You can see from the graph that the blue pile is much larger than the red pile. This is not because it was cloudy on one day and sunny on the other. Both days were pretty sunny aside from the two cloudy periods shown by dips in the blue curve. The main reason for the difference in the amount of light on these two days is just the changing angle of the sun and decreasing number of daylight hours we have as we get close to our winter solstice on December 21.


Now that we have data like this, we can answer the question of whether there would be enough light to sustain plant growth. According to research I have cited earlier in my post called "A Definitive Grow Light Study", the minimum amount of daily light needed to grow a shade tolerant crop like lettuce is 15 mol/m²/d while warm season crops like tomatoes, cucumbers, or peppers would require a total light quantity in the 20-30 mol/m²/d range. That total light quantity also needs to be received by the plant over a period of at least 10 hours, so even if our November light was more intense, the 7 hours of full sunlight wouldn't cut it.


Okay, so there's no hope of continuing vegetative growth late into fall for us even with a low tunnel, but perhaps the tunnels could still help us keep crops alive longer in a type of living refrigerator. To consider this possibility, let's look at how well the spinach and kale faired under the tunnel this fall.


These first two photos show the beds of spinach and kale on October 23rd. This is right before the big dip in temperature that you saw on the very first graph earlier. Spinach can survive some hard frosts but it can take some time to come back to life and the quality suffers so I did one large final harvest so we could enjoy this crop in its finest state.


spinach on october 23
October 23

spinach harvest on october 23
October 23

These two hardy greens survived several frosts through late October, but by mid-November, they are starting to look a bit tired. The kale is not normally so droopy, although the leaves still had pretty decent stiffness and texture at this point, and the spinach hasn't grown much more since our full harvest on October 23. You can see some nice smaller leaves at the centre of the spinach plants but with such poor growing conditions there is very little increase in size.


kale and spinach under tunnel on November 16
November 16

And finally, just before writing this post, I snapped one final photo of the kale in its current state. It's now even more floppy than a couple of weeks ago, and the leaves are quite soft. However, they are still quite green. When this crop dies, the leaves brown completely. So I'd consider this still edible for many uses, just not the same quality that we're used to.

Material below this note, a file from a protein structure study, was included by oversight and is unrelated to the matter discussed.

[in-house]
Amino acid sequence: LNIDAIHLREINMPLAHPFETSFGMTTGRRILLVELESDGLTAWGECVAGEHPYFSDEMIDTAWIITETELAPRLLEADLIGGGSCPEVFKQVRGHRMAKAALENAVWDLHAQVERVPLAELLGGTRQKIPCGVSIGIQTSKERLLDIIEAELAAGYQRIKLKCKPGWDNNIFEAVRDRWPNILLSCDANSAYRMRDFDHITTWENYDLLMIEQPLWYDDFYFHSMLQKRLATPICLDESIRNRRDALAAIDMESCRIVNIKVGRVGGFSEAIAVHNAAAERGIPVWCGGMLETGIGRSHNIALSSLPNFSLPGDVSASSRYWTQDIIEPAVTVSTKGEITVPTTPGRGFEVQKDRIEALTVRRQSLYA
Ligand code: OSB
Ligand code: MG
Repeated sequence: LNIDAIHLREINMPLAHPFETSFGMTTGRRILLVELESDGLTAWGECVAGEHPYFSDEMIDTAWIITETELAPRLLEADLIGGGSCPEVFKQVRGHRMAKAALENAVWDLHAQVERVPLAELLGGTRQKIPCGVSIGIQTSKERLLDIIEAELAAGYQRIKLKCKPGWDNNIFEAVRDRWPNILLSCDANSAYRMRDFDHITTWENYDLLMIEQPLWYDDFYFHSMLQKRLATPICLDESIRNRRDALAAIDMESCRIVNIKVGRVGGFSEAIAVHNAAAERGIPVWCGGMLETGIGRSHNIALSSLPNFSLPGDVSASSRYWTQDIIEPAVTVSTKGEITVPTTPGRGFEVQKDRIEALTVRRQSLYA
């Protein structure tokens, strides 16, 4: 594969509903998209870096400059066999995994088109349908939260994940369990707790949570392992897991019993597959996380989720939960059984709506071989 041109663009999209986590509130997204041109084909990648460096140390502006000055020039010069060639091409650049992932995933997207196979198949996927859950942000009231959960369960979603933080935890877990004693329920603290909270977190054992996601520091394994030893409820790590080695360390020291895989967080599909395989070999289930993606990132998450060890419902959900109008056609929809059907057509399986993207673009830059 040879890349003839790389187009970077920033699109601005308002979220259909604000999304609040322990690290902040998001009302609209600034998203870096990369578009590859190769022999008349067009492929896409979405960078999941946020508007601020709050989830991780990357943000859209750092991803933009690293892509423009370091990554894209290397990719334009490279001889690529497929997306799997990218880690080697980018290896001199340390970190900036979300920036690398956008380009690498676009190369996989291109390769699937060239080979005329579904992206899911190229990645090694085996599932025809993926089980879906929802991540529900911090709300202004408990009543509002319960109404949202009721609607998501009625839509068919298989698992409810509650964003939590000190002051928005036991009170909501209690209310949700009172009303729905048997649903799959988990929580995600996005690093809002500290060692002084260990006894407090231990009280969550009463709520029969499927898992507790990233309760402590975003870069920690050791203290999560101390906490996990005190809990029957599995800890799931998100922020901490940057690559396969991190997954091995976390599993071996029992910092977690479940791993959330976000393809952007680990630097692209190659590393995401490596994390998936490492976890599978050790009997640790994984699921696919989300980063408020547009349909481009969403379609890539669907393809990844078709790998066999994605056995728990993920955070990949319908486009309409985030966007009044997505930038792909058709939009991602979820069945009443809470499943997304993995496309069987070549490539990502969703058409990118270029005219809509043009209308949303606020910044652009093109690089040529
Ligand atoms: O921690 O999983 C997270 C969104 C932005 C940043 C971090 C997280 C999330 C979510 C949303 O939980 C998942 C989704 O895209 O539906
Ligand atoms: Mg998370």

kale on November 29
November 29

The best quality kale that we have right now is the large batch that we harvested over a month ago now on October 23. These kale leaves went straight into our walk-in cooler and have remained in pretty stellar condition. No, they aren't supported by their root systems anymore, but they also haven't had to endure many freeze and thaw cycles. As a result, their overall condition is superior to the kale leaves we still have in the field.


kale stored in cooler
November 29

Summary


I realize the information in this post may have burst the season extension bubble for some of you. That's good though, because the alternative is that you spend a bunch of money and time working on season extension plans only to learn after the fact that you don't have enough sunlight and heat to keep anything alive. That said, many of you are in warmer climates and when your winters aren't as harsh as ours, a tunnel could be the difference needed to keep your crops alive and accessible for a couple of extra months or even right through the winter.


To wrap up this post, I'll end with the major takeaways I have gleaned from our low tunnel data and observations this fall.

  • Low tunnels are excellent for increasing the enclosed air temperature whenever sunlight is available. The best time for this is the early spring when the days are already long, or the early fall before the hours of daylight have shortened too much.

  • Low tunnels offer little frost protection and that degree of protection requires that the covered soil has been pre-warmed during the day.

  • Low tunnels are still valuable for enhancing growing conditions significantly before hard frosts are a threat.

  • Low tunnels are still valuable for keeping heavy snow off of useable crops late into fall.

Can low tunnels enable you to grow vegetables into winter? That will depend on your local climate. I can only sum up the value of low tunnels for us here in Saskatchewan, where we face quickly dropping temperatures and dramatically reduced light in fall. I hope this discussion has been helpful for you, but remember that your conditions will vary and it's only by practicing extending the season in your own garden, that you'll come to understand the true value of low tunnels in your context.